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Translated from the Original Old Norse Text into English BY BENJAMIN THORPE


Gudrun sat over Sigurd dead; she wept not as other women, although ready to burst with sorrow. Both men and women, came to console her, but that was not easy. It is said by some that Gudrun had eaten of Fafnir's heart, and therefore understood the talk of birds. This is also sung of Gudrun:

1. Of old it was that Gudrun prepared to die, when she sorrowing over Sigurd sat. No sigh she uttered, nor with her hands beat, nor wailed, as other women.

2. Jarls came forward of great sagacity, from her sad state of mind to divert her. Gudrun could not shed a tear, such was her affliction; ready she was to burst.

3. Sat there noble wives of jarls, adorned with gold, before Gudrun; each of them told her sorrows, the bitterest she had known.

4. Then said Giaflaug, Giuki's sister: "I know myself to be on earth most joyless: of five consorts I the loss have suffered; of two daughters, sisters three, and brothers eight; I alone live."

5. Gudrun could not shed a tear, such was her affliction for her dead consort, and her soul's anguish for the king's fall.

6. Then said Herborg, Hunaland's queen: "I a more cruel grief have to recount: my seven sons, in the south land, my spouse the eighth, in conflict fell.

7. My father and my mother, my brothers four, on the sea the wind deluded; the waves struck on the ship's timbers.

8. Their last honours 'twas mine to pay, 'twas mine to see them tombed, their funeral rites to prepare was mine. All this I underwent in one half-year, and to me no one consolation offered.

9. Then I became a captive, taken in war, at the close of the same half-year. Then had I to adorn, and tie the shoes, of the hersir's wife, each morn.

10. From jealousy she threatened me, and with hard blows drove me: nowhere master found I a better, but mistress no where a worse."

11. Gudrun could not shed a tear, such was her affliction for her dead consort, and her soul's anguish for the king's fall.

12. Then said Gullrond, Giuki's daughter: "Little canst thou, my fosterer, wise as thou art, with a young wife fittingly talk." The king's body she forbade to be longer hidden.

13. She snatched the sheet from Sigurd's corpse, and turned his cheek towards his wife's knees: "Behold thy loved one, lay thy mouth to his lip, as if thou wouldst embrace the living prince."

14. Gudrun upon him cast one look: she saw the prince's locks dripping with blood, the chief's sparkling eyes closed in death, his kingly breast cleft by the sword.

15. Then sank down Gudrun back on her pillow, her head-gear was loosed, her cheeks grew red, and a flood of tears fell to her knees.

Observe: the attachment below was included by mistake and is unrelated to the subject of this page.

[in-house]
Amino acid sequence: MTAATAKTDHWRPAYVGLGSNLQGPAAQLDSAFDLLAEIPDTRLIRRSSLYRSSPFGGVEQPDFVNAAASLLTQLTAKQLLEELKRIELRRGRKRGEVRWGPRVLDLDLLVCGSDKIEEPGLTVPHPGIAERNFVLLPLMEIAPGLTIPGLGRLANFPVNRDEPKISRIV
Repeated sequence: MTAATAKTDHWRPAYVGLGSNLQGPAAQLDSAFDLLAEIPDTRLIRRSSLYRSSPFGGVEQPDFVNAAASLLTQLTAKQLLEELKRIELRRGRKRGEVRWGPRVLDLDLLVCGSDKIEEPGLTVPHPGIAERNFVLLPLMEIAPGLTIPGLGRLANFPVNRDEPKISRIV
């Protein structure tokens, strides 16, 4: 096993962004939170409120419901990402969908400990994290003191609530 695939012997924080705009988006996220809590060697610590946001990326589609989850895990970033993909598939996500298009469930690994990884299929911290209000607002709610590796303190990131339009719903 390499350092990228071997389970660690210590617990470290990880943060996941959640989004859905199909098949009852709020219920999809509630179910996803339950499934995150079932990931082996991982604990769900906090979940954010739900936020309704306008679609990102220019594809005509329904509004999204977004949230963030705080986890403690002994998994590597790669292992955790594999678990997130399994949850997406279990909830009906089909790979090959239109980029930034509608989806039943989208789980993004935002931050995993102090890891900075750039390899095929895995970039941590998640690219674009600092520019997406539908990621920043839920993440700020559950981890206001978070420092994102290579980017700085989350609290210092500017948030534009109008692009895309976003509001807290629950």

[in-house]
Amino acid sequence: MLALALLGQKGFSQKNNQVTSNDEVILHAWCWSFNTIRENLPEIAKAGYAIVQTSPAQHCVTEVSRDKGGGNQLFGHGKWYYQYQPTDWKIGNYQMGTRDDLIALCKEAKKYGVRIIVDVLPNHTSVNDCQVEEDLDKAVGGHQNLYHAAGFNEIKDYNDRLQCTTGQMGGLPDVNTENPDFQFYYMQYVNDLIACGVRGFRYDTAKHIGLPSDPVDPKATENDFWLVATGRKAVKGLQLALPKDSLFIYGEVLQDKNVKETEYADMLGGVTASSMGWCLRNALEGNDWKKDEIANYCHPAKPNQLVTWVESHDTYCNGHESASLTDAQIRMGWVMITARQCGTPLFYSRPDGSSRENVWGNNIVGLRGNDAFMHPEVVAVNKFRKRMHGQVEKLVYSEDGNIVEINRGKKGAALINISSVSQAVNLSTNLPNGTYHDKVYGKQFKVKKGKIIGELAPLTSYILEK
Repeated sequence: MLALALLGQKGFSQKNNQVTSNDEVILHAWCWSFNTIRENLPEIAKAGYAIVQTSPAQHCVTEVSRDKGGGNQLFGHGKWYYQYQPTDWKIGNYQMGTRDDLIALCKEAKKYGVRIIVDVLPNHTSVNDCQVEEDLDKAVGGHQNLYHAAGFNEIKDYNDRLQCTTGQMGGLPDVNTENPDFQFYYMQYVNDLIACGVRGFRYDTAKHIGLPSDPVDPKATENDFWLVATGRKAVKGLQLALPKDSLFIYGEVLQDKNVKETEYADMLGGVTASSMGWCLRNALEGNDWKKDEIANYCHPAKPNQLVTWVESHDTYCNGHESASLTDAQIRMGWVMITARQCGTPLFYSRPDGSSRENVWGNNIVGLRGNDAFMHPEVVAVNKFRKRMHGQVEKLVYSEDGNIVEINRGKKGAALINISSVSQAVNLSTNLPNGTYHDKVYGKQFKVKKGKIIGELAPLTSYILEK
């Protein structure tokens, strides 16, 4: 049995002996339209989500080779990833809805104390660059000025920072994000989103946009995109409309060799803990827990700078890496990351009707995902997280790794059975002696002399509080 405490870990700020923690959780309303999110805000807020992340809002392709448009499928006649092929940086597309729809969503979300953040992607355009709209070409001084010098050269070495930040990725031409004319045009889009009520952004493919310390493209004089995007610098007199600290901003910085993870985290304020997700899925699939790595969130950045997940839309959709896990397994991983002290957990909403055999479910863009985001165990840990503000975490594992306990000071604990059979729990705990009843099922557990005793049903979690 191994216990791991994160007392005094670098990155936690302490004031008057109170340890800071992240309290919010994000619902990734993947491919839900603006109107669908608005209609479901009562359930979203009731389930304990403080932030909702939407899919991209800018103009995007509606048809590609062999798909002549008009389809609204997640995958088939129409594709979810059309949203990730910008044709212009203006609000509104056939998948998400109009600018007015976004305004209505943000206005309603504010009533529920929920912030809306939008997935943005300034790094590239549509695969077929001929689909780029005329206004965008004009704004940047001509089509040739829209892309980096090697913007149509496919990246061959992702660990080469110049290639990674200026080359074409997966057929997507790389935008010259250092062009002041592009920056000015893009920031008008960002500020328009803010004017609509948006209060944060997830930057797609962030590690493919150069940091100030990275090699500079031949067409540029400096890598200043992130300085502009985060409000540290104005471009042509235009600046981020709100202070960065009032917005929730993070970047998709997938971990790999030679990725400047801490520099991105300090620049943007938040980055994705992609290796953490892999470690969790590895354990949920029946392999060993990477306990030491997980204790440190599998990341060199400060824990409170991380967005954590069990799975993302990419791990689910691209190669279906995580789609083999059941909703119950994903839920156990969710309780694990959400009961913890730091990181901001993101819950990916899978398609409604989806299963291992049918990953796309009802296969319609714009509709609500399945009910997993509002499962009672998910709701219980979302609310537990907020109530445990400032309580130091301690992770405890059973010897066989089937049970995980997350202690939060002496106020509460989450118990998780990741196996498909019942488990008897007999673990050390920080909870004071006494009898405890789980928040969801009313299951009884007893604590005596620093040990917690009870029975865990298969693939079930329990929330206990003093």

16. Then wept Gudrun, Giuki's daughter, so that the tears spontaneously flowed, and at the same time screamed the geese in the court, the noble birds, which the lady owned.

17. Then spake Gullrond, Giuki's daughter: "Your loves I know were the most ardent among living beings upon earth: thou hadst delight nowhere, sister mine! save with Sigurd."

18. Then said Gudrun, Giuki's daughter: "Such was my Sigurd among Giuki's sons, as is the garlick out from the grass which grows, or a bright stone on a thread drawn, a precious gem on kings.

19. I also seemed to the prince's warriors higher than any of Herian's Disir; now I am as little as the leaf oft is in the storm-winds, after the chieftain's death.

20. Sitting I miss, and in my bed, my dearest friend. Giuki's sons have caused, Giuki's sons have caused my affliction, and their sister's tears of anguish.

21. So ye desolate the people's land, as ye have kept your sworn oaths. Gunnar! thou wilt not the gold enjoy; those rings will be thy bane, for the oaths thou to Sigurd gavest.

22. Oft in the mansion was the greater mirth, when my Sigurd Grani saddled, and Brynhild they went to woo, that which accursed, in an evil hour!"

23. Then said Brynhild, Budli's daughter: "May the hag lack spouse and children, who thee, Gudrun! has caused to weep, and this morning given thee runes of speech!"

24. Then said Gullrond, Giuki's daughter: "Cease, thou loathed of all! from those words. The evil destiny of princes thou hast ever been; thee every billow drives of an evil nature; thou sore affliction of seven kings, the greatest bane of friendship among women!"

25. Then said Brynhild, Budli's daughter: "Atli my brother, Budli's offspring, is the sole cause of all the evil;

26. When in the hall of the Hunnish folk, with the king we beheld the fire of the serpent's bed. Of that journey, I have paid the penalty, that sight I have ever rued."

27. She by a column stood, the wood violently clasped. From the eyes of Brynhild, Budli's daughter, fire gleamed forth; venom she snorted, when she beheld the wounds of Sigurd.

Gudrun then went away to the forest and deserts, and travelled to Denmark, where she stayed seven half-years with Thora, Hakon's daughter. Brynhild would not outlive Sigurd. She caused her eight thralls and five female slaves to be killed, and then slew herself with a sword, as it is related in the "Sigurdarkvida in Skemma" (the Short Lay of Sigurd).